Throughout, The Gents limit themselves to two instruments: Bean’s 4-string electric tenor guitar, played through a vintage 1937 Gibson amplifier, and Fuller Condon’s upright bass. Audiences are consistently amazed that The Gents can raise such a ruckus as a duo. Two at a Time is the first of their albums to accurately capture that experience. Clever arrangements, “keen vocal harmonies” (The New Yorker), and “virtuosic playing” (The Herald – Glasgow, UK) that hasn’t lost the ramshackle edge of their street-performing years make up for what the band lacks in size.

As ever, The Gentlemen, have a busy year ahead of them. Having relocated from New York City to dual home bases in Los Angeles and Charleston, SC (airplane travel isn’t too much of a hassle for a two man band with little equipment and a folding upright bass!) they’ll be hitting festivals and clubs all across the country. Their nationwide Two at a Time release tour begins March 20th.

NW Favorite McDougall opens the show.

Sat. Mar. 2nd: Blackberry Bushes Stringband 9:30pm – NW Alt. Folk String Band (from Olympia, WA)

The Blackberry Bushes are a Northwest Alt-folk String Band. The Bushes’ innovative acoustic sound draws from the deep roots of American traditional music to create a rich patchwork that shares threads with artists like Gillian Welch and David Rawlings, Sean Hayes, and Crooked Still. Joyful singing and songwriting are supported by carefully constructed soundscapes that feature virtuosic fiddle. A longtime Northwest favorite, the band has developed into a national act, with recent tours across the US and Europe. Their live show is joyous and vibrant with an intention to move the audience in their hearts and out of their seats.

“Their blend of traditional Bluegrass and Folk elements with more contemporary sounds has an appeal not seen since Nickel Creek or The Be Good Tanyas.” (Joseph Kyle The Big Takeover)

The Blackberry Bushes Stringband has that rare magic that allows them to artfully fuse sounds from many genres into a bluegrass instrumentation that retains distinct threads of sonic color. This is a daredevil sound that is delicate, bold, and like their thorny namesake, rooted and growing, growing, growing.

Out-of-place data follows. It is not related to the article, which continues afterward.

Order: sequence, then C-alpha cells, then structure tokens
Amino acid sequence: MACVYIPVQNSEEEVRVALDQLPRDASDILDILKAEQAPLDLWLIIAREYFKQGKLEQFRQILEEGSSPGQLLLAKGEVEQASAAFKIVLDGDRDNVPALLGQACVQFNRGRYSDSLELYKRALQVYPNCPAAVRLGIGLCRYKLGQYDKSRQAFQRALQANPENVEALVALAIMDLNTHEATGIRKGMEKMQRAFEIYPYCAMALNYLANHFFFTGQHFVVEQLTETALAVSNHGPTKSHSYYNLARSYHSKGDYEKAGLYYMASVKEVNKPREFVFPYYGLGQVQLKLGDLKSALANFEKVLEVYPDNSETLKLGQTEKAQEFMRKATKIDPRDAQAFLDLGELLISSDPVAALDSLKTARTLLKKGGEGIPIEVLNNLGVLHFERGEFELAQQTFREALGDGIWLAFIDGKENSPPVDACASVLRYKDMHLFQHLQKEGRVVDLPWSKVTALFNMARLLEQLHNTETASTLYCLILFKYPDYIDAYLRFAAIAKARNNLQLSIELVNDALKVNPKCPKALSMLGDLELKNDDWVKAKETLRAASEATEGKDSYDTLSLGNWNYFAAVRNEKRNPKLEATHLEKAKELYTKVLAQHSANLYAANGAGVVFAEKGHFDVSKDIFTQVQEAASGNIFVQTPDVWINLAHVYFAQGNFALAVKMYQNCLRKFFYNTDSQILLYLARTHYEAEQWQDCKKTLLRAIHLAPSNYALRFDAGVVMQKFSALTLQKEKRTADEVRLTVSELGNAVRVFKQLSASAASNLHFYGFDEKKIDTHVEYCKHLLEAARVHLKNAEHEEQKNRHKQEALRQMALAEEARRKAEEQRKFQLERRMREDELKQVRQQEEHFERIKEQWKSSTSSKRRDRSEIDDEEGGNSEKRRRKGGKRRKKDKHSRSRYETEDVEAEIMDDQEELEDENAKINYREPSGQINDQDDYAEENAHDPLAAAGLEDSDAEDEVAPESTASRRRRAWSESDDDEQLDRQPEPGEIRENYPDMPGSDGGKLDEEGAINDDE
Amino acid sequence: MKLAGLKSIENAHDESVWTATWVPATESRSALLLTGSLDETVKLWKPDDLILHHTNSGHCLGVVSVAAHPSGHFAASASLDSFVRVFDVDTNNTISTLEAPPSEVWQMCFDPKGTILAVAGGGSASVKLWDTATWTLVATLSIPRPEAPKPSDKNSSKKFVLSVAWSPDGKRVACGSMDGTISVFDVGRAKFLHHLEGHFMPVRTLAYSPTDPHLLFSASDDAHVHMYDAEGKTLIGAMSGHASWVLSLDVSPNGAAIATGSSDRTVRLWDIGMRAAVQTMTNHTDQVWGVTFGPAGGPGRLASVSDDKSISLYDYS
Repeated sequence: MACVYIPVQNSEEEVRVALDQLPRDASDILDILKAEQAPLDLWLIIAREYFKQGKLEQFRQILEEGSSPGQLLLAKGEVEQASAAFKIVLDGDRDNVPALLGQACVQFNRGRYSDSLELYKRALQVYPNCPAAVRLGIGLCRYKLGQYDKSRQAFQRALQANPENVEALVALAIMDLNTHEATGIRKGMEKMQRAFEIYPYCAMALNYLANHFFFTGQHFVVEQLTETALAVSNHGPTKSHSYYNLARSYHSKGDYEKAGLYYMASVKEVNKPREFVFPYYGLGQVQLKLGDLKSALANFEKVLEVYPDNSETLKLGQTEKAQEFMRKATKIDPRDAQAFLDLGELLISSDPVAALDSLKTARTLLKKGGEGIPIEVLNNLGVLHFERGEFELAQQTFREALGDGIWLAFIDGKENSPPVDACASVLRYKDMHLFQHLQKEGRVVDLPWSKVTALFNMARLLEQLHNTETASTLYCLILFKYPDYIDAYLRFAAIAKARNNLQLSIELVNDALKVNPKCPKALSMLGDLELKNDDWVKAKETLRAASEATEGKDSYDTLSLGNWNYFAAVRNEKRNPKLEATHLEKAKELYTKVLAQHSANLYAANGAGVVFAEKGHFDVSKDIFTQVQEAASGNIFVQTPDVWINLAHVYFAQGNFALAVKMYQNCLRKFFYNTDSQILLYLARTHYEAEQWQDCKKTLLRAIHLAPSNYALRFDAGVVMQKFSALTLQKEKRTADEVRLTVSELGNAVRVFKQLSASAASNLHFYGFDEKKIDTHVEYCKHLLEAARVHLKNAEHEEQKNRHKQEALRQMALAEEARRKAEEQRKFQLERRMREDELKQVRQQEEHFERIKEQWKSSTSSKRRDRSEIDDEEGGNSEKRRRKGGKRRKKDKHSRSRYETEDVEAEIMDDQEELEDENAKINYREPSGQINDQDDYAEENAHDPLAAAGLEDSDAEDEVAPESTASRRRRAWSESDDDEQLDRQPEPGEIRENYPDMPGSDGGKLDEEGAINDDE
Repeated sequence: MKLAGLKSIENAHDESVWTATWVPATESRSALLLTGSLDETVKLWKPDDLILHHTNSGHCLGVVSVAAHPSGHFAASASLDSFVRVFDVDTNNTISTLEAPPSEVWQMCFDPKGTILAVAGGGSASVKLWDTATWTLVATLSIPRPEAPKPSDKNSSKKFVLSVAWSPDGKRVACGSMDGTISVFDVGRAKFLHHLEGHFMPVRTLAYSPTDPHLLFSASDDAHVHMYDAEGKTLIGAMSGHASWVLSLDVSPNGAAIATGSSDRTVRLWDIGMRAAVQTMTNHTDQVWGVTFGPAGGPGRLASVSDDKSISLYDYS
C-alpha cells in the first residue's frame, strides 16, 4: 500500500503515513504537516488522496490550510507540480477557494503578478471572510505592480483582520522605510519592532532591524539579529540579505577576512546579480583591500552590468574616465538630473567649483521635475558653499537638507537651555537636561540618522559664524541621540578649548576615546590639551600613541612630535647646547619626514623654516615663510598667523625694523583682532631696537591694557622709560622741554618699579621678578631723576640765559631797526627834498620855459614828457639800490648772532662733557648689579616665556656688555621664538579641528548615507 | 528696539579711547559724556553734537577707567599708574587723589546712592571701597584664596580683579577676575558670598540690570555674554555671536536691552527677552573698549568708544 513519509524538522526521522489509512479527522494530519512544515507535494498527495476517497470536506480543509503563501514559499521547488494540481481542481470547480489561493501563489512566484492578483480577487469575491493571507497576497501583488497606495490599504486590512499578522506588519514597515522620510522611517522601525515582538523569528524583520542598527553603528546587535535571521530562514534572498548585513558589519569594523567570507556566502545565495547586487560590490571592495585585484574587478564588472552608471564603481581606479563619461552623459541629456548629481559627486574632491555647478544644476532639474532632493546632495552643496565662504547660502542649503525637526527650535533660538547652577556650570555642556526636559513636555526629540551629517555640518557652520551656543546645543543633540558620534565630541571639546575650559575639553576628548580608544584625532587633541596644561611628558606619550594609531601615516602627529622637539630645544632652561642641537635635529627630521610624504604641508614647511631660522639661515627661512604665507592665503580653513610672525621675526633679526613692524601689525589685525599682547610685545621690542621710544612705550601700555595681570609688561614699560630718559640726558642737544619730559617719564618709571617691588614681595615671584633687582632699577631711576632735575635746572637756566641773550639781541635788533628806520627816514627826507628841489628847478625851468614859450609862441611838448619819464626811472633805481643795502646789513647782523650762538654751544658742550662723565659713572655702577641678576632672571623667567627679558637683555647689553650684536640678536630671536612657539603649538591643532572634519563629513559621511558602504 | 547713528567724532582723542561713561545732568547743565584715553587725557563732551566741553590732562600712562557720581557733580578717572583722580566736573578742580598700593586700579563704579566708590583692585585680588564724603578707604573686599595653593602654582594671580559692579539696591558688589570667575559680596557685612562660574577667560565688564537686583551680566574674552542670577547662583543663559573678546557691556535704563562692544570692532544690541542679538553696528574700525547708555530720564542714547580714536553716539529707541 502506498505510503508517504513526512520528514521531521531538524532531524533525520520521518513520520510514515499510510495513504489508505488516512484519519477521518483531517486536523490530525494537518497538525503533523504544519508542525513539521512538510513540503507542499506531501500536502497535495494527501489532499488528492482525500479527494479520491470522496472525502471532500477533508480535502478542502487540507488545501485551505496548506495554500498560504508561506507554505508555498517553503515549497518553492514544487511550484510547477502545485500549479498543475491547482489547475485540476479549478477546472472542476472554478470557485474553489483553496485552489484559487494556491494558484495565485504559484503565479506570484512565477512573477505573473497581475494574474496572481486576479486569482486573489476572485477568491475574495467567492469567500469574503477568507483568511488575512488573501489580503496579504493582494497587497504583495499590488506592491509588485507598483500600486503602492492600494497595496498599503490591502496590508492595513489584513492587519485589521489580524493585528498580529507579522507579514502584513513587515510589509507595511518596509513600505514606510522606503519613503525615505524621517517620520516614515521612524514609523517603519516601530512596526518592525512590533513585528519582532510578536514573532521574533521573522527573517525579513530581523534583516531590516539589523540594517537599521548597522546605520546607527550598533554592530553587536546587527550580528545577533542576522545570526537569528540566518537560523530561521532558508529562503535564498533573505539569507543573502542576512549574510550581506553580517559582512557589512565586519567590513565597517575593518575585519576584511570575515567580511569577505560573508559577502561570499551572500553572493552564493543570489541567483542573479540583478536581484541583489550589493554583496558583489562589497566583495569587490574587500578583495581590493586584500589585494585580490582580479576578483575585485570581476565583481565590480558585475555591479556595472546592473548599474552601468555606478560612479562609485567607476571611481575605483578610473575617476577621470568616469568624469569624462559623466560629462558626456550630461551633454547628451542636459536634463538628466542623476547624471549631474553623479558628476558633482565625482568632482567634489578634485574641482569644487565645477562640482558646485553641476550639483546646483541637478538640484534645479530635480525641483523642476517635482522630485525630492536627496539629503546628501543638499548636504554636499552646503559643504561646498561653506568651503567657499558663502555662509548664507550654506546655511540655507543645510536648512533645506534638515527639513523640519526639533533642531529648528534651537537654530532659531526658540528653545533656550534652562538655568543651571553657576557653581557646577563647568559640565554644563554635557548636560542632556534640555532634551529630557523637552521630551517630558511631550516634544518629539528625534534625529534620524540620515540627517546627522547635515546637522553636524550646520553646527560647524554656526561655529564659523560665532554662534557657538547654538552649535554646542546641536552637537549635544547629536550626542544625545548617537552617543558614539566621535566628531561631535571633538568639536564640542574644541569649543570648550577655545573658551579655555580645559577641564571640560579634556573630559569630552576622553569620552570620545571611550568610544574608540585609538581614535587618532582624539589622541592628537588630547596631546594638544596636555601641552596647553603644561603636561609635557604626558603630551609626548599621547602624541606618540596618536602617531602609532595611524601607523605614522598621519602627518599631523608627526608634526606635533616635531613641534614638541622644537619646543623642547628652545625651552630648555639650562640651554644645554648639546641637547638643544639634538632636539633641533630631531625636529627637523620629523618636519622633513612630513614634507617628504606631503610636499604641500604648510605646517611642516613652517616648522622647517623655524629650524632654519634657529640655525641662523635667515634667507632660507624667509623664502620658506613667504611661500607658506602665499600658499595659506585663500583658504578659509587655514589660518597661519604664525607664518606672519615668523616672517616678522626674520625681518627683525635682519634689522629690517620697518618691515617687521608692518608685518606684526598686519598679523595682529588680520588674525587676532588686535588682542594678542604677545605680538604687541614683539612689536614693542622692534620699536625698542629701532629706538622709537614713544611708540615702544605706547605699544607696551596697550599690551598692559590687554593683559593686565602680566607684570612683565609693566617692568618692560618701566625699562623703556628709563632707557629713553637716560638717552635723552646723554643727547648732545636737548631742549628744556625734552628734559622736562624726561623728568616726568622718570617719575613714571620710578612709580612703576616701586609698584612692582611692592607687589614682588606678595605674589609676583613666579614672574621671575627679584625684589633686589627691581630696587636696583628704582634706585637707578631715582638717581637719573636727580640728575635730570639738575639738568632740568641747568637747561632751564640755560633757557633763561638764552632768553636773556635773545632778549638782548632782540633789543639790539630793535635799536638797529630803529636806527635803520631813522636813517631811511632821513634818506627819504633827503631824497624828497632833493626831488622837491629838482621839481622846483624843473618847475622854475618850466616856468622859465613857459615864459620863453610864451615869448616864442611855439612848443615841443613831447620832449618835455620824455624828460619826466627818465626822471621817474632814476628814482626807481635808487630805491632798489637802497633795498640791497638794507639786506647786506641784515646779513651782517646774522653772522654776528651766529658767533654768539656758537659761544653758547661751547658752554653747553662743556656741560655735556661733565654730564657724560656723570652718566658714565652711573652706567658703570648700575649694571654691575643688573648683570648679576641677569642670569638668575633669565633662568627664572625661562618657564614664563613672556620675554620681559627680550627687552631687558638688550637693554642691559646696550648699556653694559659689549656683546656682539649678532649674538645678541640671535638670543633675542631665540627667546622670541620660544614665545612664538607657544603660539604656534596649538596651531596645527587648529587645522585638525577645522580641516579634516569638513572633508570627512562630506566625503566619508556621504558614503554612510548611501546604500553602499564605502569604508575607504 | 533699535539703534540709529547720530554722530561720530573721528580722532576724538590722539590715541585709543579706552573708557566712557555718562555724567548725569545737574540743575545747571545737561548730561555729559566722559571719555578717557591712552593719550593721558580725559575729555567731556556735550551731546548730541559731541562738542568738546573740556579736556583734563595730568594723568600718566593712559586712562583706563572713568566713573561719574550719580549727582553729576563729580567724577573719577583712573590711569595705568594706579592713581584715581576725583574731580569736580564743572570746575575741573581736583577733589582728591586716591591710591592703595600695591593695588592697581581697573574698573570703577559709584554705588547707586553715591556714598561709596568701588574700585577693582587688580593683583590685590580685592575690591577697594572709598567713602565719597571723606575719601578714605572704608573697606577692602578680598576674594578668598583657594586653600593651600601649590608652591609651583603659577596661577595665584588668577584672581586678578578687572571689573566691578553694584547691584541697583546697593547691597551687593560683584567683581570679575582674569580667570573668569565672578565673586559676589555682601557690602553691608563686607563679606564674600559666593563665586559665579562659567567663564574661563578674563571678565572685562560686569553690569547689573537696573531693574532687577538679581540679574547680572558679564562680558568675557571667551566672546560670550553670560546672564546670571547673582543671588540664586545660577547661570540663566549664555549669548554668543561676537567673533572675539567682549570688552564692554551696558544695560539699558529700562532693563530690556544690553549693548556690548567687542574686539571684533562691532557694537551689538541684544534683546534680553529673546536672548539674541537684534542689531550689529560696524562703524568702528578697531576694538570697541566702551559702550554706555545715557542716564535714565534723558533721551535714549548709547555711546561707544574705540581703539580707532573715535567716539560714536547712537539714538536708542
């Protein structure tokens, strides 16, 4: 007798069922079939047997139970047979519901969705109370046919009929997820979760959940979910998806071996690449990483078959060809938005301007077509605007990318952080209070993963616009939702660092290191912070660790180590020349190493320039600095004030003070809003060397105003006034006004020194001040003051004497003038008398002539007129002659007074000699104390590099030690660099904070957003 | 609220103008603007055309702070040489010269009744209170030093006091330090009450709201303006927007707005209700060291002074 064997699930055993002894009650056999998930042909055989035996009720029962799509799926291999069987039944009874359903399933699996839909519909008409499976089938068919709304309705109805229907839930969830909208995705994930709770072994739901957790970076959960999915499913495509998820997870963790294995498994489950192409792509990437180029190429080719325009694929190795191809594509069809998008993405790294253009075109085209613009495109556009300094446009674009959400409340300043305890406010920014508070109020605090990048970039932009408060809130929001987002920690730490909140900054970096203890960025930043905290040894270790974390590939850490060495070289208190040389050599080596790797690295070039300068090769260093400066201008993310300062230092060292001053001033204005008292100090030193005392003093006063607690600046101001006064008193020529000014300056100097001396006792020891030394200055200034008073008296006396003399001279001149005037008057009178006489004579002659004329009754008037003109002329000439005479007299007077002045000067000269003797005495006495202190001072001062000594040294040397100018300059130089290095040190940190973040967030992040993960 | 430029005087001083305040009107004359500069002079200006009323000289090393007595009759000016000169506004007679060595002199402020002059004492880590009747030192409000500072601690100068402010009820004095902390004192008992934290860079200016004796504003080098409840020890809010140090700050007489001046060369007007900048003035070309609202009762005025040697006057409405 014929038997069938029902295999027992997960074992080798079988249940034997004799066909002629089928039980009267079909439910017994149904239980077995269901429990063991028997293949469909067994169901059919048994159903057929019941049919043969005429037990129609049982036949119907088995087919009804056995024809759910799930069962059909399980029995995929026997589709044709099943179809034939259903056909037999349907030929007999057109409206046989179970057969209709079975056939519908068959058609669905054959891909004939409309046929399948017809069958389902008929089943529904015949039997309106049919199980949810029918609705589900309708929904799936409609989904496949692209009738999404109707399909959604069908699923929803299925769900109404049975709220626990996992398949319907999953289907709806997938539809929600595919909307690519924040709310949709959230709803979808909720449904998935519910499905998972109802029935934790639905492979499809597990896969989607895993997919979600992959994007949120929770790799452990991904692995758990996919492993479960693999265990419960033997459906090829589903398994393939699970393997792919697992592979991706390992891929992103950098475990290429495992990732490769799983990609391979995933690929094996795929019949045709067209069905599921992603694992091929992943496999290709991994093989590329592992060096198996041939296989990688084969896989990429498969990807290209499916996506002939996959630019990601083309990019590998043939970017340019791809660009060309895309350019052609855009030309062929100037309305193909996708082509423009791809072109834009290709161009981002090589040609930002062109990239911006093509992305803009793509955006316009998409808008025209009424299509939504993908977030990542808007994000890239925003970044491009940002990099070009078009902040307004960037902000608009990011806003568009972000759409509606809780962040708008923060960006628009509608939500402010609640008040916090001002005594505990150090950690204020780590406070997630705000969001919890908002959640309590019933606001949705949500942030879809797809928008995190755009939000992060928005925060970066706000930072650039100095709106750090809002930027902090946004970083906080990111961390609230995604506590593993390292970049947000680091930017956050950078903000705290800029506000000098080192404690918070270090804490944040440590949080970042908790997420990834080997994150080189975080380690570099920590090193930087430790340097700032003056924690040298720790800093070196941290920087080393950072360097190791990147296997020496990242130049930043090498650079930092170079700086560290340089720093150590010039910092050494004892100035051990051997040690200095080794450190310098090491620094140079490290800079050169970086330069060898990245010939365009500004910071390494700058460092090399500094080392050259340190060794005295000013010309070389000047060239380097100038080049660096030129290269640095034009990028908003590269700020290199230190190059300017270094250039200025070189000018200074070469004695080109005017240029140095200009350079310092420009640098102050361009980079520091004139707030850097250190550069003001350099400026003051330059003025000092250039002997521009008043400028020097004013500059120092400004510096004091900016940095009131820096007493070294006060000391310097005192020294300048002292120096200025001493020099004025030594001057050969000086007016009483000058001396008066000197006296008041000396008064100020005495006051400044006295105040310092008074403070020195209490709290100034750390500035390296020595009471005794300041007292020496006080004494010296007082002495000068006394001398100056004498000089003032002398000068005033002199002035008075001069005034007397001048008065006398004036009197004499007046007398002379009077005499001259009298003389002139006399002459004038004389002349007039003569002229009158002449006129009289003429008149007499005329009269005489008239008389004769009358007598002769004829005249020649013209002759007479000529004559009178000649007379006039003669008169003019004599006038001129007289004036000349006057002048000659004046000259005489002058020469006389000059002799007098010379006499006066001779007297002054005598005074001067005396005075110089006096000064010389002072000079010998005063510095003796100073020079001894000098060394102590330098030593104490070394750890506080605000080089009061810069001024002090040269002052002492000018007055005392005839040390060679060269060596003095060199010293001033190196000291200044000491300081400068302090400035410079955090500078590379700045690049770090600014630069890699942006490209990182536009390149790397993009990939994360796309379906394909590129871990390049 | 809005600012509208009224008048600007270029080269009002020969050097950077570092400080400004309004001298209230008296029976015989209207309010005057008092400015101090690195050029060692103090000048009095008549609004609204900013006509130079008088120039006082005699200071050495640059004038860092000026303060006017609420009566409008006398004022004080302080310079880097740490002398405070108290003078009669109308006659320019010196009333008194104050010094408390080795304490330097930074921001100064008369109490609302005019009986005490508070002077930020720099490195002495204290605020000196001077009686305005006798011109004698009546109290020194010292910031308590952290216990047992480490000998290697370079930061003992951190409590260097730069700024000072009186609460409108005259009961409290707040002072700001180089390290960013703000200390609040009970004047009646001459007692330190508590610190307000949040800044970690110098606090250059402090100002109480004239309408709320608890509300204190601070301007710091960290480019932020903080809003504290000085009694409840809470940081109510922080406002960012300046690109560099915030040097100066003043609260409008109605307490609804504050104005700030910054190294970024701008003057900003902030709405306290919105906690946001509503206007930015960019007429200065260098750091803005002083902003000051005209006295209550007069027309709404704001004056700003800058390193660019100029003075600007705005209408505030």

Fri. Mar. 8th: Nathaniel Talbot Quartet 9:30pm – Fingerstyle Guitarist With All-Star Backing Band

“Nathaniel Talbot wowed listeners so much last year as an emerging artist, that we decided to bring him back again this year. An extremely polished guitar player at the age of 27, Nathaniel weaves intricate melodies around soaring guitar lines.” – Sisters Folk Festival

“Nathaniel Talbot’s high-register croon floats lightly over complex, plucky melodies and lucid tempos with an ethereal, ghostly vibe that meshes perfectly with the music’s forlorn, yet aggressive and ambitious, sound.” Willamette Week

At the ripened age of 28, this Oregon-grown tunesmith already has 16 years of songwriting and performing under his belt. Alongside his past work with Portland’s “The Physical Hearts” and “Sleepy Bell” exists a wealth of acoustic, fingerstyle guitar and singer-songwriter material. With influences ranging from prodigious guitar pickers such as Doc Watson, Leo Kotke, and Kelly Joe Phelps, to the more soulful folk poetry of Elliott Smith, Gillian Welch, and Paul Simon, the music represent a unique synthesis of old-time picking and the indie here-and-now. Nathaniel combines complex finger-style guitar work with thoughtful, melodic vocal lines to create a sonic experience that is truly fresh and impactful. His latest group Nathaniel Talbot Quartet, featuring Portland all-stars Sam Howard (upright bass), Russ Kleiner (drums) and Anna Tivel (violin), are helping him push his music, and the folk genre as a whole, to new dynamic depths and altitudes.